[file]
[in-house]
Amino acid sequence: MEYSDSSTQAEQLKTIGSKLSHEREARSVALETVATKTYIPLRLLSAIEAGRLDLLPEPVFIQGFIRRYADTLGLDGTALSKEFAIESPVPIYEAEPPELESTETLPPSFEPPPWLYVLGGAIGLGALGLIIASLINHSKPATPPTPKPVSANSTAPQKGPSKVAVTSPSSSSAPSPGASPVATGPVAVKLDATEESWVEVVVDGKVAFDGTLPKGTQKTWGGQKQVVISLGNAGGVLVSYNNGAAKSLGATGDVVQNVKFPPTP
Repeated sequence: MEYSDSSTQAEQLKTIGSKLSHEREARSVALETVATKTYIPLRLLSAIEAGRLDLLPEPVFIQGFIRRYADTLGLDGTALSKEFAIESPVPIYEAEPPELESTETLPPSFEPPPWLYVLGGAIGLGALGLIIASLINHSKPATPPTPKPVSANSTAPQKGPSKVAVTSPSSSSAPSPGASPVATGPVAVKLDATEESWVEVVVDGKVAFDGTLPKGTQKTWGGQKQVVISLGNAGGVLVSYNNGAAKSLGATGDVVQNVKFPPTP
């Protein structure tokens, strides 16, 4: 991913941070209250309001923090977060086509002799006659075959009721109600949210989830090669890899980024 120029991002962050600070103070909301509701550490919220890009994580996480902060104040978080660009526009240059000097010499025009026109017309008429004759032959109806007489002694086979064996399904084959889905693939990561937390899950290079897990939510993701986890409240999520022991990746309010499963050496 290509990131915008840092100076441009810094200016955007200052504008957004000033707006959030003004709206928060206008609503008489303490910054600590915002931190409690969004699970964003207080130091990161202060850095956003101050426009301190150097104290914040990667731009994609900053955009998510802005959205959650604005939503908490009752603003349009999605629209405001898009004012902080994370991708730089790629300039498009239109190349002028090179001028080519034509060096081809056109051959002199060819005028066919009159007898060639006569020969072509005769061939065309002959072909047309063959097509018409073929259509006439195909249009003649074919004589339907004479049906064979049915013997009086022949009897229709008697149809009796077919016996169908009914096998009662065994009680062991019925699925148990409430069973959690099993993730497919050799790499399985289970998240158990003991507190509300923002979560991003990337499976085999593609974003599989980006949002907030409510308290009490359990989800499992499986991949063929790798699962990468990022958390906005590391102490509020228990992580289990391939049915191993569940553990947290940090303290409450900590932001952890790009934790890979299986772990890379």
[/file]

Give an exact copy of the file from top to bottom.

[in-house]
Amino acid sequence: MEYSDSSTQAEQLKTIGSKLSHEREARSVALETVATKTYIPLRLLSAIEAGRLDLLPEPVFIQGFIRRYADTLGLDGTALSKEFAIESPVPIYEAEPPELESTETLPPSFEPPPWLYVLGGAIGLGALGLIIASLINHSKPATPPTPKPVSANSTAPQKGPSKVAVTSPSSSSAPSPGASPVATGPVAVKLDATEESWVEVVVDGKVAFDGTLPKGTQKTWGGQKQVVISLGNAGGVLVSYNNGAAKSLGATGDVVQNVKFPPTP
Repeated sequence: MEYSDSSTQAEQLKTIGSKLSHEREARSVALETVATKTYIPLRLLSAIEAGRLDLLPEPVFIQGFIRRYADTLGLDGTALSKEFAIESPVPIYEAEPPELESTETLPPSFEPPPWLYVLGGAIGLGALGLIIASLINHSKPATPPTPKPVSANSTAPQKGPSKVAVTSPSSSSAPSPGASPVATGPVAVKLDATEESWVEVVVDGKVAFDGTLPKGTQKTWGGQKQVVISLGNAGGVLVSYNNGAAKSLGATGDVVQNVKFPPTP
């Protein structure tokens, strides 16, 4: 991913941070209250309001923090977060086509002799006659075959009721109600949210989830090669890899980024 120029991002962050600070103070909301509701550490919220890009994580996480902060104040978080660009526009240059000097010499025009026109017309008429004759032959109806007489002694086979064996399904084959889905693939990561937390899950290079897990939510993701986890409240999520022991990746309010499963050496 290509990131915008840092100076441009810094200016955007200052504008957004000033707006959030003004709206928060206008609503008489303490910054600590915002931190409690969004699970964003207080130091990161202060850095956003101050426009301190150097104290914040990667731009994609900053955009998510802005959205959650604005939503908490009752603003349009999605629209405001898009004012902080994370991708730089790629300039498009239109190349002028090179001028080519034509060096081809056109051959002199060819005028066919009159007898060639006569020969072509005769061939065309002959072909047309063959097509018409073929259509006439195909249009003649074919004589339907004479049906064979049915013997009086022949009897229709008697149809009796077919016996169908009914096998009662065994009680062991019925699925148990409430069973959690099993993730497919050799790499399985289970998240158990003991507190509300923002979560991003990337499976085999593609974003599989980006949002907030409510308290009490359990989800499992499986991949063929790798699962990468990022958390906005590391102490509020228990992580289990391939049915191993569940553990947290940090303290409450900590932001952890790009934790890979299986772990890379």